Chicago, 1968. As the city and the nation are poised on the brink of political upheaval, suburban housewife Joy (Elizabeth Banks) leads an ordinary life with her husband and daughter. When Joy’s pregnancy leads to a life-threatening heart condition, she must navigate an all-male medical establishment unwilling to terminate her pregnancy in order to save her life. Her journey for a solution leads her to Virginia (Sigourney Weaver), an independent visionary fiercely committed to women’s health, and Gwen (Wunmi Mosaku), an activist who dreams of a day when all women will have access to abortion, regardless of their ability to pay. Joy is so inspired by their work, she decides to join forces with them, putting every aspect of her life on the line.
Call Jane was made for these times. We need only to look to the decades before Roe v. Wade, the 1973 Supreme Court ruled to legalize abortion, to get a sense of how the status of women could change if that ruling is overturned - and it could be. Abortion was once a criminal act in every state. The authorities punished women for not managing their sexuality and fertility in ways the government, law enforcement, and medical and religious institutions approved. Call Jane centers itself in the true story of the “Janes,” an underground collective of women, who in Chicago during the 1960s, came together to secretly provide nearly 12,000 women and girls with safe and secure abortions.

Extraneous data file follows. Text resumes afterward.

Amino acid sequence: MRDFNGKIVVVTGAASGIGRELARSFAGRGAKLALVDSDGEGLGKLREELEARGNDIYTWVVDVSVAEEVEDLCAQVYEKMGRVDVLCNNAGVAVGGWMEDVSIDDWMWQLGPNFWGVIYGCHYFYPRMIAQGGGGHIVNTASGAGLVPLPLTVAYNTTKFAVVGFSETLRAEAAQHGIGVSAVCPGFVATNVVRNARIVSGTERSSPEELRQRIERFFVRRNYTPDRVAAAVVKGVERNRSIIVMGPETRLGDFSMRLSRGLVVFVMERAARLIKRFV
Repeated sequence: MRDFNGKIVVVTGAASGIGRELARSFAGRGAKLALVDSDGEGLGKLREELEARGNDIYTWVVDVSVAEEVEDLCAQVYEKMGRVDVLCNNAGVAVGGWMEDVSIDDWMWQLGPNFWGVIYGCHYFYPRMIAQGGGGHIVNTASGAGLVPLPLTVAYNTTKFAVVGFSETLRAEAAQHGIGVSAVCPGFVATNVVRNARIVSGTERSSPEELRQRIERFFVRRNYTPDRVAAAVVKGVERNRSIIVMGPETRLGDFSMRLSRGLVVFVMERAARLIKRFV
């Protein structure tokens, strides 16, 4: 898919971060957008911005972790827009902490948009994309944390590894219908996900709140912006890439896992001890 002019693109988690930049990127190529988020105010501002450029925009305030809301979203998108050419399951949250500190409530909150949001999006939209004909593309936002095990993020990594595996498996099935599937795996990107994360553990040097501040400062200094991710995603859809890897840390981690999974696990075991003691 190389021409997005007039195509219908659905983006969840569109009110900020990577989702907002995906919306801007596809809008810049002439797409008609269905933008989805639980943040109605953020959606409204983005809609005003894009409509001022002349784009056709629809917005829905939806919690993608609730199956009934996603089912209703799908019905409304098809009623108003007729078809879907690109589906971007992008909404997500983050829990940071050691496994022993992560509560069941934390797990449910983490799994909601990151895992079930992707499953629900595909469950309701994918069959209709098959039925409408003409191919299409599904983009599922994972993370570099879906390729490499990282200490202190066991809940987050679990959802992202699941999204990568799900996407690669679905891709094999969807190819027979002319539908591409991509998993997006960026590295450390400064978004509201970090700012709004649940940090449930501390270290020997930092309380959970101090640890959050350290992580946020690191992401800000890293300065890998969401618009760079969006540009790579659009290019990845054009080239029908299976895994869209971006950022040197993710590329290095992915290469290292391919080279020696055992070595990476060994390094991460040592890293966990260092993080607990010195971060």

The film is seen through the eyes of Joy (Elizabeth Banks), a suburban wife, and mother to a whip-smart teenage daughter. Joy's happy life, filled with caring for her family and sharing confidences with her best friend, Lana (Kate Mara), is derailed when her much wanted pregnancy becomes life threatening. Joy and her husband, Will (Chris Messina), meet with a board of male doctors to request a termination of the pregnancy, the only way to obtain a legal abortion at the time. When the doctors unanimously refuse, telling Joy she must take her chances, Will becomes despondent. And Joy, now desperate, and afraid she won't live to see her daughter into adulthood, stumbles upon the Janes. Led by the committed and compassionate Virginia (Sigourney Weaver), the group saves her life, and much to her surprise, also gives her a sense of purpose. While Will is at work and her daughter Charlotte is at school, Joy begins to secretly join the Janes at their safe-house, and her life as an activist begins. At first, her furtive excursions to help other women, or to joust with the group's lone medical provider, Dr. Dean (Cory Michael Smith), go undetected, but when her actions begin to collide with her traditional role at home, she must decide who to let in and who to let go of. Call Jane stars: Elizabeth Banks (Mrs. America.
The Hunger Games, Pitch Perfect), Sigourney Weaver (Avatar, Alien, The Meyerowitz Stories, Ghostbusters), Kate Mara (House of 3 Cards, The Martian, Chappaquiddick), Chris Messina (The Secrets We Keep, The Sinner, The Mindy Project), Wunmi Mosaku (Loki, Lovecraft Country, Luther), Aida Turturro (The Blacklist, Law & Order: Special Victims Unit, The Sopranos), and Cory Michael Smith (Utopia, Gotham, First Man). The film is directed by Phyllis Nagy (Carol, Mrs. Harris, So Much Love). The writers are Hayley Schore (The Resident, Code Black) and Roshan Sethi (7 Days, The Resident, Code Black), and the film is produced by Robbie Brenner (Burden, The Dallas Buyers Club), Kevin McKeon (Burden, The Dallas Buyers Club) and David Wulf (The Card Counter, Inheritance).